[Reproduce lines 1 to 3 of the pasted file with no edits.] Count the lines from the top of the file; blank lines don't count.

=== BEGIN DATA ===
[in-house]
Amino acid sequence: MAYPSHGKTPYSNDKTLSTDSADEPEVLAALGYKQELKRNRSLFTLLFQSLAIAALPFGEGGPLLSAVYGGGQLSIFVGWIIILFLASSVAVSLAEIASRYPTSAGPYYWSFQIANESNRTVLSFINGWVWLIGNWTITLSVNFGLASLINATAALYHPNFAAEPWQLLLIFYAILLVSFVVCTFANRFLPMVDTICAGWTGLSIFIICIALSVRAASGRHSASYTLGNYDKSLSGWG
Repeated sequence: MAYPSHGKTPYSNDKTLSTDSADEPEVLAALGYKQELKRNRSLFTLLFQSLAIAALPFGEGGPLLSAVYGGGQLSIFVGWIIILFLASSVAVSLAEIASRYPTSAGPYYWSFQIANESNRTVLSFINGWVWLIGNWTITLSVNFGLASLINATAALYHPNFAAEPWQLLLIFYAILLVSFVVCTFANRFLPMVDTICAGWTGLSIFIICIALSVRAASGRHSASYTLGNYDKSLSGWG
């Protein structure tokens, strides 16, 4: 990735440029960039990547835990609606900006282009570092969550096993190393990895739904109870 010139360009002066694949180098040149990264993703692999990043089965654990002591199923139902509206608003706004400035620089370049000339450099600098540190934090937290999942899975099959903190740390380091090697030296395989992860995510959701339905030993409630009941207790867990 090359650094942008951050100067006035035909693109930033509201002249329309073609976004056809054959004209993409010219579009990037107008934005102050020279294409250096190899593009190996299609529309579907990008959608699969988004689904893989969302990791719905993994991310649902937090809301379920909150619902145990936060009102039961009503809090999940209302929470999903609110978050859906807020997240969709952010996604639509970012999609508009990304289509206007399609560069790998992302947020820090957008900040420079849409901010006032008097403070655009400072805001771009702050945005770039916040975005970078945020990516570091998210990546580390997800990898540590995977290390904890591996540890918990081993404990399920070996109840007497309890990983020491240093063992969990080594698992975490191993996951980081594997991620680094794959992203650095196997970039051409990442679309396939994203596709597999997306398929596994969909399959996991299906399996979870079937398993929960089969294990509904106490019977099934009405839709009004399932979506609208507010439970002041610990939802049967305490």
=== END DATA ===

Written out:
[in-house]
Amino acid sequence: MAYPSHGKTPYSNDKTLSTDSADEPEVLAALGYKQELKRNRSLFTLLFQSLAIAALPFGEGGPLLSAVYGGGQLSIFVGWIIILFLASSVAVSLAEIASRYPTSAGPYYWSFQIANESNRTVLSFINGWVWLIGNWTITLSVNFGLASLINATAALYHPNFAAEPWQLLLIFYAILLVSFVVCTFANRFLPMVDTICAGWTGLSIFIICIALSVRAASGRHSASYTLGNYDKSLSGWG
Repeated sequence: MAYPSHGKTPYSNDKTLSTDSADEPEVLAALGYKQELKRNRSLFTLLFQSLAIAALPFGEGGPLLSAVYGGGQLSIFVGWIIILFLASSVAVSLAEIASRYPTSAGPYYWSFQIANESNRTVLSFINGWVWLIGNWTITLSVNFGLASLINATAALYHPNFAAEPWQLLLIFYAILLVSFVVCTFANRFLPMVDTICAGWTGLSIFIICIALSVRAASGRHSASYTLGNYDKSLSGWG